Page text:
Drowning: Growing Up in the Third Reich

Gerhard Durlacher, Author, Susan Massotty, Translator, G. L. Durlacher, Author Serpent's Tail $12.99 (106p) ISBN 978-1-85242-282-0
At a New Year's ball welcoming in 1933, Jewish women dressed in all their finery are tricked into eating poisoned chocolates; townspeople sporting Nazi armbands cheer as brown shirts vandalize a store owned by Durlacher's family; schoolchildren welcome their teacher with cries of ``Heil Hitler.'' In Durlacher's ( Stripes in the Sky ) autobiography of his childhood, Hitler's insidious rise to power is seen through the naive eyes of a young Jewish boy growing up in Baden-Baden in the early 1930s. The mundane chores of everyday life, holiday and birthday celebrations and family vacations become increasingly infused with violence and a sense of impending tragedy for Baden-Baden's Jewish population. Written exclusively from a child's viewpoint, the book succeeds in avoiding self-pity and melodrama, but the narrative, often jejeune and overburdened with cliches, is stripped of any real emotional pungency. Saying good-bye to his Christian nanny/housekeeper, Maria, who is ordered home by her father for fear of Gestapo recriminations, Durlacher writes, ``She smiles at me through her tears, and I wave and wave until she drowns in my sea of sorrows.'' Readers get a sense of what the book could have been from the epilogue, when Durlacher, now an adult living in Holland, returns to his hometown to visit the Germany he left behind. Here, the words burst with rage, engaging the reader in a way the rest of the book does not. (Aug.)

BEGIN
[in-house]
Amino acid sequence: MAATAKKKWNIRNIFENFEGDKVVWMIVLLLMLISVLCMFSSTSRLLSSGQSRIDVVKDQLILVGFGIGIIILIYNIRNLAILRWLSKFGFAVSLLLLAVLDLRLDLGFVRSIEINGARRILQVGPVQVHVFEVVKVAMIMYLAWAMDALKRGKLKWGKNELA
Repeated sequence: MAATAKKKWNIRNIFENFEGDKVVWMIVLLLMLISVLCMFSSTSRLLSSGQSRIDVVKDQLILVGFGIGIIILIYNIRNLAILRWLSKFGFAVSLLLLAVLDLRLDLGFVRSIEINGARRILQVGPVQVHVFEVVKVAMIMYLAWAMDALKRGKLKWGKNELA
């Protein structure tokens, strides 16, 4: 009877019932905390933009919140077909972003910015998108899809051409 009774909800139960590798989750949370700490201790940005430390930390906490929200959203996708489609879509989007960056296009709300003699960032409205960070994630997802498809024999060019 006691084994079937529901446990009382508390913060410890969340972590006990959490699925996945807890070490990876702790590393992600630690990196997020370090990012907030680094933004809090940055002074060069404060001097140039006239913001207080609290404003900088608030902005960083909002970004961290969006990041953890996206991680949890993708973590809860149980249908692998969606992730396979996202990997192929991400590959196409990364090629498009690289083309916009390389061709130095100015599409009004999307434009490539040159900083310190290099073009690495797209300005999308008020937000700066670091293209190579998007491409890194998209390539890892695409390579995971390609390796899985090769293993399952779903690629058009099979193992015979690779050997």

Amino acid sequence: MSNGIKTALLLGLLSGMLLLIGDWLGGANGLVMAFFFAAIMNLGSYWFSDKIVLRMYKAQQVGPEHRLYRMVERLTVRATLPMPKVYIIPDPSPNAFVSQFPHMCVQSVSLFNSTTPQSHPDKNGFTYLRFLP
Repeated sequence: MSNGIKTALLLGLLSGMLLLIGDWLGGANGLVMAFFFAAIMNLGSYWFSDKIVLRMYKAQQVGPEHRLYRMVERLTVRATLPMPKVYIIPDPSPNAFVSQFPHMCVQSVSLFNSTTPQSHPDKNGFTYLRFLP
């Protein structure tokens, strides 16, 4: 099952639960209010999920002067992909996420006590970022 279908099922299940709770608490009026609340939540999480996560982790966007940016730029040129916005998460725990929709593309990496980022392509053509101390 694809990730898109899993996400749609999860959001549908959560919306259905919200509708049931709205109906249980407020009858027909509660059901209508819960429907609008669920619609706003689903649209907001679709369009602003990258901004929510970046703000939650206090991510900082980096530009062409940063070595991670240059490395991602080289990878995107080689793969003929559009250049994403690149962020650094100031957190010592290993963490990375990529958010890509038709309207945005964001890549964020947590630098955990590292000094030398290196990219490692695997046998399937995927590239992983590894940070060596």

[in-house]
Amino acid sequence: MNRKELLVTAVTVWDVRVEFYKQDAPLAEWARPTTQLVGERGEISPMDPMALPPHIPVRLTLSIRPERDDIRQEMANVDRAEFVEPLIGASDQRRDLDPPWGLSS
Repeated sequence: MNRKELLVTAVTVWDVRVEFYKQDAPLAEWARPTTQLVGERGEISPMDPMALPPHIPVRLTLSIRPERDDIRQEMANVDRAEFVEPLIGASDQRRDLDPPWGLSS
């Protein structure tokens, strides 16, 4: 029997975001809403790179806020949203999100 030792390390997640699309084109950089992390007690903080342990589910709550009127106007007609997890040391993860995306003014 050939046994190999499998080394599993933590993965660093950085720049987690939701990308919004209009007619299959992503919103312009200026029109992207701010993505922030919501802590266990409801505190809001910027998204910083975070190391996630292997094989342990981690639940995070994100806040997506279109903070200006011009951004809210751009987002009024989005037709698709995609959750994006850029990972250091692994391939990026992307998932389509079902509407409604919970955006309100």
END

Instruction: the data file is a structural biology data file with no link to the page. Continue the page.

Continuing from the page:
Reviewed on: 08/01/1994
Release date: 08/01/1994
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